He chugs out into the Hudson River and then the crew hauls aloft the four sails. The champagne is sparkling wine from upstate New York, surprisingly good. Even more intoxicating is the cool, fresh, ocean-scented air, which we gulp down in great draughts, realising how shallow our breathing has been in the city, as if we’ve been guarding ourselves against all the rank summer smells.
In 20 years of coming to New York, this is the first time I’ve seen the city from the water, and never has it looked more astonishing or improbable. I marvel at the density of the bedrock that can hold up the concentrated weight of so many skyscrapers, right down to the water’s edge. The sun sets over New Jersey, we sail right past the Statue of Liberty, and then turn around on a freshening breeze towards Manhattan as the world’s most photogenic city turns on its lights.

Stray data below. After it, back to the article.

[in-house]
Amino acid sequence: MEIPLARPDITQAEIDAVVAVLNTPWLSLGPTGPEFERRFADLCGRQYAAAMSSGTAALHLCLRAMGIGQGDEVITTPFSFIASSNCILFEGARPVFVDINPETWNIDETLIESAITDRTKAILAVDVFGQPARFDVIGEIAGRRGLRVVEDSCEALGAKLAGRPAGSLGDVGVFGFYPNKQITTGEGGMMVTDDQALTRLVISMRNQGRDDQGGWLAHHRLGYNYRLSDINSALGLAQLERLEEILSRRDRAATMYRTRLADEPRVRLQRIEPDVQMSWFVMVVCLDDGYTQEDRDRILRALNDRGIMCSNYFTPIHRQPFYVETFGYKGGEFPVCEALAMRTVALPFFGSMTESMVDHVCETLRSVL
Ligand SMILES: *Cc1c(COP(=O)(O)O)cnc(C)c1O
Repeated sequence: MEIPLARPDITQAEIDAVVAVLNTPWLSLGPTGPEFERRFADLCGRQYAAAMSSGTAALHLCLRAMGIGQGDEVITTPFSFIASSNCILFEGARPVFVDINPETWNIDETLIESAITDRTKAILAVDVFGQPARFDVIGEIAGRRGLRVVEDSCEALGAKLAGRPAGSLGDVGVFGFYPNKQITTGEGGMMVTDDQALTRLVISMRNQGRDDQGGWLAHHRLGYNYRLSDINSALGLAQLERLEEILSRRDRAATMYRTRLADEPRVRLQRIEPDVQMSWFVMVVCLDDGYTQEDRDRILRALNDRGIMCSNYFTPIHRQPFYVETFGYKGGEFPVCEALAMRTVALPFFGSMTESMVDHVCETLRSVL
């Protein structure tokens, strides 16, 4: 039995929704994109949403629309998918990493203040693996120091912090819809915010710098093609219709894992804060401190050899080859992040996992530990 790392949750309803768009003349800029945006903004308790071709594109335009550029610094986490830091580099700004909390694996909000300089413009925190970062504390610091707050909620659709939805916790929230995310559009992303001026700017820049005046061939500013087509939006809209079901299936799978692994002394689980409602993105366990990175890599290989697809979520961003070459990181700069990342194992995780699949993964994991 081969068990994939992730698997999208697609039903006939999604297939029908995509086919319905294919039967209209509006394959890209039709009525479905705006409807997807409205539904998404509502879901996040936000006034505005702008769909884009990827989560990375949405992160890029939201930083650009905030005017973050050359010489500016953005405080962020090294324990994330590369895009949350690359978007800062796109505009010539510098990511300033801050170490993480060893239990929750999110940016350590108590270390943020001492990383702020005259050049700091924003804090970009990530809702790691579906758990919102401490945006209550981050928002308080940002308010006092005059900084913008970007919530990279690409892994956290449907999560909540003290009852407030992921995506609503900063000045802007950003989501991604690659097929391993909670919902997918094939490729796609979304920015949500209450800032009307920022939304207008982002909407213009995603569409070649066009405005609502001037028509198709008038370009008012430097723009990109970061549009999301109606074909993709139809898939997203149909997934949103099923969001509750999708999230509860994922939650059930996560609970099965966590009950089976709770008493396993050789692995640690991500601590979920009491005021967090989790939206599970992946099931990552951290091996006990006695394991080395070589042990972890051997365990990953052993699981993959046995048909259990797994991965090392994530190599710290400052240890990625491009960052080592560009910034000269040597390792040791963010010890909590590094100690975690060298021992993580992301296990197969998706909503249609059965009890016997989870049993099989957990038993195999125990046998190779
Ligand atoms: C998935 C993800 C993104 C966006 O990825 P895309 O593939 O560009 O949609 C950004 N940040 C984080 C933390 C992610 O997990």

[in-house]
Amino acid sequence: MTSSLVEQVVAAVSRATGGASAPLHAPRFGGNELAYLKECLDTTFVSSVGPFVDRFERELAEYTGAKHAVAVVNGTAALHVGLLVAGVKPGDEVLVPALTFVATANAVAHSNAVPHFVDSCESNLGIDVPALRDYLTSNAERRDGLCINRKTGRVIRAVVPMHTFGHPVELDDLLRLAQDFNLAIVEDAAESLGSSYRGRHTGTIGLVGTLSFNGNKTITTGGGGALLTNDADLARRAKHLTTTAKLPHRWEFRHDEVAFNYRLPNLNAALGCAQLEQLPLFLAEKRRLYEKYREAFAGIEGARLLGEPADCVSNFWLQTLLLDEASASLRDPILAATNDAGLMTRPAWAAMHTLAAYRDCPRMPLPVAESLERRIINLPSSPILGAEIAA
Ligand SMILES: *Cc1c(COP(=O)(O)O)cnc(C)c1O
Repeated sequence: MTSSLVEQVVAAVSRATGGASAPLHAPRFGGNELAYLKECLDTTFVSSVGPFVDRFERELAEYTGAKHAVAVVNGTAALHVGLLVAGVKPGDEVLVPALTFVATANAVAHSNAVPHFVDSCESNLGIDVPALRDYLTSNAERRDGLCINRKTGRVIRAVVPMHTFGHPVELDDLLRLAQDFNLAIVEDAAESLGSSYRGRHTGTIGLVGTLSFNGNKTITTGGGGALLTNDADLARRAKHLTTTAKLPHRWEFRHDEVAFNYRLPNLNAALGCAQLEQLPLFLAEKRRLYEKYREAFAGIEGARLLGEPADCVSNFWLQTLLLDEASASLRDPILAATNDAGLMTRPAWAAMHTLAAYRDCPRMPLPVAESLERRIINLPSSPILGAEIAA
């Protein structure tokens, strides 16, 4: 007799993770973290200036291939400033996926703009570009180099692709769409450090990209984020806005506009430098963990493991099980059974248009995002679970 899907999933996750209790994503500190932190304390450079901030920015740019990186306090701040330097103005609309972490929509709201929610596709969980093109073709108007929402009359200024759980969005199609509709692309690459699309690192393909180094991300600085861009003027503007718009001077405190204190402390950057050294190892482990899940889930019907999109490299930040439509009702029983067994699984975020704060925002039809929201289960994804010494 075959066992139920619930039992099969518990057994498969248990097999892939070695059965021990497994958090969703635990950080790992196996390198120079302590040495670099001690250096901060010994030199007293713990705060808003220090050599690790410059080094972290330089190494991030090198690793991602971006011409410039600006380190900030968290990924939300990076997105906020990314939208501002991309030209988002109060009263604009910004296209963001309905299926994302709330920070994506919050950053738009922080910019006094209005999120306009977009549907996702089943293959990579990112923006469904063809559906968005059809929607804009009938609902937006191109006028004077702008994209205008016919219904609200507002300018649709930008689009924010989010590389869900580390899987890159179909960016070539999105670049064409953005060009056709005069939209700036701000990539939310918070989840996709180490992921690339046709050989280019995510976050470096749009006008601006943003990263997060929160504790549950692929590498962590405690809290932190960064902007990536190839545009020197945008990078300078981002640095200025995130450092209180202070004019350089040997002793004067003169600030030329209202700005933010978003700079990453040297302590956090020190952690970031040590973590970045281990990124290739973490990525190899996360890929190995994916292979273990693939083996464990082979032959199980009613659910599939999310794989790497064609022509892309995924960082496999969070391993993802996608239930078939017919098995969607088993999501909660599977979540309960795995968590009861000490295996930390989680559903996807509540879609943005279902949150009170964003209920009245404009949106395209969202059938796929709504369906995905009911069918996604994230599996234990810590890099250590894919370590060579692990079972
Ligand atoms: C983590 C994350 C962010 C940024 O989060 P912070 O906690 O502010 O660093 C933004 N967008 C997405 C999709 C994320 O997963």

I have a love-hate relationship with New York, but I’m never bored here, and the thing I love most is the city’s capacity to generate random spontaneous occurrences that linger in the mind for years afterwards. Chance encounters, weird snapshots. a 6ft 5in transvestite coming out of a store with a case of baby formula and a lavatory plunger. a hand-scrawled sign on the counter of a newsagent: “no crying. no stories. Pay for porn in advance.” We’re sitting in a bar at one in the morning, and in walks T Berry, “World’s Greatest Storyteller.” he proves the point in rhyming couplets, and we’re delighted to tip him $10.
A few minutes later, in walks a midget with a trumpet who performs a beautiful rendition of an old Louis Armstrong song.
Columbus Circle, Manhattan (Alamy)